GOP Bill Could Limit School District Referenda
Wisconsin is one of the states that requires school districts to ask voters about paying extra property taxes. The state set the requirement as a way to control those taxes. School districts must organize a referenda - if they want to take on construction projects over $1 million or exceed the revenue limits the state has imposed. Sometimes that means special elections. Now, there is talk among Republican lawmakers of limiting such questions to certain times of a year.
The proposal would force school districts to wait until spring elections in April or a general election in November to put a referendum before voters. Otherwise, Republican Representative Michael Schraa told a public hearing, too few people are deciding the outcomes.
“Instead of offering reasonable proposals to voters that are aligned with high turnout elections, districts often schedule referenda during low turnout primaries or special elections, with the knowledge that the electorate is paying less attention,” Schraa says.
Also, under Schraa’s proposal, if a school referendum fails, districts would have to wait at least one year before putting another on the ballot.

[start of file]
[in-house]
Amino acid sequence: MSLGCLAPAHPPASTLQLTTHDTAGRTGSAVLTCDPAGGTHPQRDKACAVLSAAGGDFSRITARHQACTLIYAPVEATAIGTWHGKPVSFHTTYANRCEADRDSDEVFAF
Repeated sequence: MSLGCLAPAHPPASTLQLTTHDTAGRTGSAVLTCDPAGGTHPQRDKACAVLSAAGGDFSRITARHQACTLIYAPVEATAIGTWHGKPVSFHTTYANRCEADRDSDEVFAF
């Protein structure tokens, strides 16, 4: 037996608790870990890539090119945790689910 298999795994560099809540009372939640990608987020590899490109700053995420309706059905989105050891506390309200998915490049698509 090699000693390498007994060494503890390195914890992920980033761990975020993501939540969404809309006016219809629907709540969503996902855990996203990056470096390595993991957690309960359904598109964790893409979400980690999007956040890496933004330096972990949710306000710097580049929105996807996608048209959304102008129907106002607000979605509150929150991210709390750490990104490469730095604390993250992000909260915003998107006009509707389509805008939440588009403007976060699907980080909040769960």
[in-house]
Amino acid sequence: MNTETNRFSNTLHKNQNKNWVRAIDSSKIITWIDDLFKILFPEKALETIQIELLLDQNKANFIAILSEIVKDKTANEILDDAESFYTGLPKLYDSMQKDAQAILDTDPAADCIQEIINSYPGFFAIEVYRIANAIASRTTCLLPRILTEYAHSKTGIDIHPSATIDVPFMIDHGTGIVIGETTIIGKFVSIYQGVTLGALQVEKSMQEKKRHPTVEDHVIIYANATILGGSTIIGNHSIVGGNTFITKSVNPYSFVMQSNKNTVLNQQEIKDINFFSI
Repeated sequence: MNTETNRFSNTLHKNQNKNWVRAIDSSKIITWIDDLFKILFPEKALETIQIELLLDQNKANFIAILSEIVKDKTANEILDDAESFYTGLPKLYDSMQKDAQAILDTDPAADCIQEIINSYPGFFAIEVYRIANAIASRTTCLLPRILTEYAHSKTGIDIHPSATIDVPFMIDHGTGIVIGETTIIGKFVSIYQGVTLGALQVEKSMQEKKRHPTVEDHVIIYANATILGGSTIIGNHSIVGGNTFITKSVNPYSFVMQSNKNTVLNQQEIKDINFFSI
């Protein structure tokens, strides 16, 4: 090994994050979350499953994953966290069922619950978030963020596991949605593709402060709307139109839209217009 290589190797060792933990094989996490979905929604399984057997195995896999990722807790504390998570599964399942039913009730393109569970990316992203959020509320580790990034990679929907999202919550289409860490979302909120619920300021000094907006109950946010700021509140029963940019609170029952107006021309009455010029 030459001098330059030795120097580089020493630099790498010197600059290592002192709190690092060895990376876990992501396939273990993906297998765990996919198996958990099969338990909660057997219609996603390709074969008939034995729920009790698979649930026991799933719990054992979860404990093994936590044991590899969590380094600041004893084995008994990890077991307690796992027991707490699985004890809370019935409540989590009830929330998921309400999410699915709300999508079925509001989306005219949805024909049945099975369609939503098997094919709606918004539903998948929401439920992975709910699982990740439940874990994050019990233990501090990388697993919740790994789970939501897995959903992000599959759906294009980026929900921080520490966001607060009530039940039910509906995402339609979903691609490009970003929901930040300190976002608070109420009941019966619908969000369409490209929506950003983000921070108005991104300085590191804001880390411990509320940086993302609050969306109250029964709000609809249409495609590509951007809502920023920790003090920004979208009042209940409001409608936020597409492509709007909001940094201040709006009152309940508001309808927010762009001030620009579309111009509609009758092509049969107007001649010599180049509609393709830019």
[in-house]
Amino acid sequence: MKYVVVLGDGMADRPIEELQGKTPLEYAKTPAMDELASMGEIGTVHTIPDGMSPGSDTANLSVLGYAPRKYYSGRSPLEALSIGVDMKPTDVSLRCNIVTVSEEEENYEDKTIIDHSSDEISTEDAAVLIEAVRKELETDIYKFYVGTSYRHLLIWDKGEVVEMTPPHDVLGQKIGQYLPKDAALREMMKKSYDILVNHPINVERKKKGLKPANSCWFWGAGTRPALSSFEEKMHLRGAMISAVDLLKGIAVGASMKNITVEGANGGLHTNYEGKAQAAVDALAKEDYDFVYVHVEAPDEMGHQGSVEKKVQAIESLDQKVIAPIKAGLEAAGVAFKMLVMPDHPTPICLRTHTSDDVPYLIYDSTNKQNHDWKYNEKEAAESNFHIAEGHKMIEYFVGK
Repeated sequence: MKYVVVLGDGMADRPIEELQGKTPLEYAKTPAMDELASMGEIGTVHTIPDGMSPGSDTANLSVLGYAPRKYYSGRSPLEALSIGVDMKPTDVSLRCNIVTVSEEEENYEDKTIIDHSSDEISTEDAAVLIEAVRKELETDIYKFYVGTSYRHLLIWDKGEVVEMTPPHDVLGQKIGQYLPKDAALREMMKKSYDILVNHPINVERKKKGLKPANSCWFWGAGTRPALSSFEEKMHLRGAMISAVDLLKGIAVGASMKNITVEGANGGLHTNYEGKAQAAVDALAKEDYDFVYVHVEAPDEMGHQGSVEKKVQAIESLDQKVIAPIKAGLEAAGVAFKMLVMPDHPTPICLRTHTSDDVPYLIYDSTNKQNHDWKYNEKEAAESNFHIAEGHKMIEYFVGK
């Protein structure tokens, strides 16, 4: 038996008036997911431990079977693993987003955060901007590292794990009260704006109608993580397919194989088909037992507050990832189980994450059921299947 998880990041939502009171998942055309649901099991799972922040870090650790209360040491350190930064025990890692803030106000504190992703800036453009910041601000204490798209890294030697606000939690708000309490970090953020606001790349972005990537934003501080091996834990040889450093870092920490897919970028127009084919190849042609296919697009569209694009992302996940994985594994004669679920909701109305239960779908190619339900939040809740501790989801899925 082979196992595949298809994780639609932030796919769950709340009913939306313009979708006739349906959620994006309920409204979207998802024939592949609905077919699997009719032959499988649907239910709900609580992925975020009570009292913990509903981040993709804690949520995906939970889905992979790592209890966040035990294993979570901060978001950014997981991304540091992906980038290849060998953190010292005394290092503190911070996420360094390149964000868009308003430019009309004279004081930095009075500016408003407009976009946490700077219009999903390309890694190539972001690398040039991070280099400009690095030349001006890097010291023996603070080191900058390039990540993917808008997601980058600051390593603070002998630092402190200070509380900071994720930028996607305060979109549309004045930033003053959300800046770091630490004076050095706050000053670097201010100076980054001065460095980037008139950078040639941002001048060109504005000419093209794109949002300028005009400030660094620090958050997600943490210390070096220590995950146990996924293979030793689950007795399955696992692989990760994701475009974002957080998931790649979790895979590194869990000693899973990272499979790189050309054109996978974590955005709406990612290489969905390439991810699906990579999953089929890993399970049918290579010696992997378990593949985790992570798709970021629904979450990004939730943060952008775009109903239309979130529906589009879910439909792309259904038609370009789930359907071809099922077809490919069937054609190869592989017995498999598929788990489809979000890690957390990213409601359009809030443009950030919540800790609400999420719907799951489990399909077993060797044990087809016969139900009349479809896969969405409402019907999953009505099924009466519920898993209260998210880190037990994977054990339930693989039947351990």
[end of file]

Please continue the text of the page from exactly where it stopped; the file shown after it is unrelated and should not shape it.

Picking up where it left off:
“If these referenda fail, districts often return election cycle after election cycle reducing the funding request each time until the desired outcome is achieved,” Schraa says.
A few of Schraa’s fellow Republicans support his plan to put school referenda on ballots during higher turnout elections, but not the year restriction between them.
Democrats lambasted the proposal, during a hearing.
Representative Sondy Pope says local voters – and not state lawmakers should decide.
“Why on earth should the legislature determine how school districts should raise and spend their money when in fact through referendum their voters have to approve it?” Pope says.
The number of school district referenda has been on the rise in recent years. Dan Rosmiller blames inadequate state funding. Rosmiller works for the Wisconsin Association of School Boards.
“This budget cycle is the first cycle in which the legislature has allowed no increase in school revenue limits, which means this year there’s no increase in state aid in the current school year, there’s no increase in per pupil aid, which is the alternative that the legislature has lately been coming up with, and there is no increase in the revenue limit. So the only way that a school district for all intents and purposes can raise their spending in the current year is by going to referendum,” Rosmiller says.
Rosmiller says that when it comes to limiting referenda to spring or fall elections, school funding issues could get lost in the fold. He says when there are important elections such as the one for president in November of 2016, voters will probably learn less about the school referendum that they might during quieter times.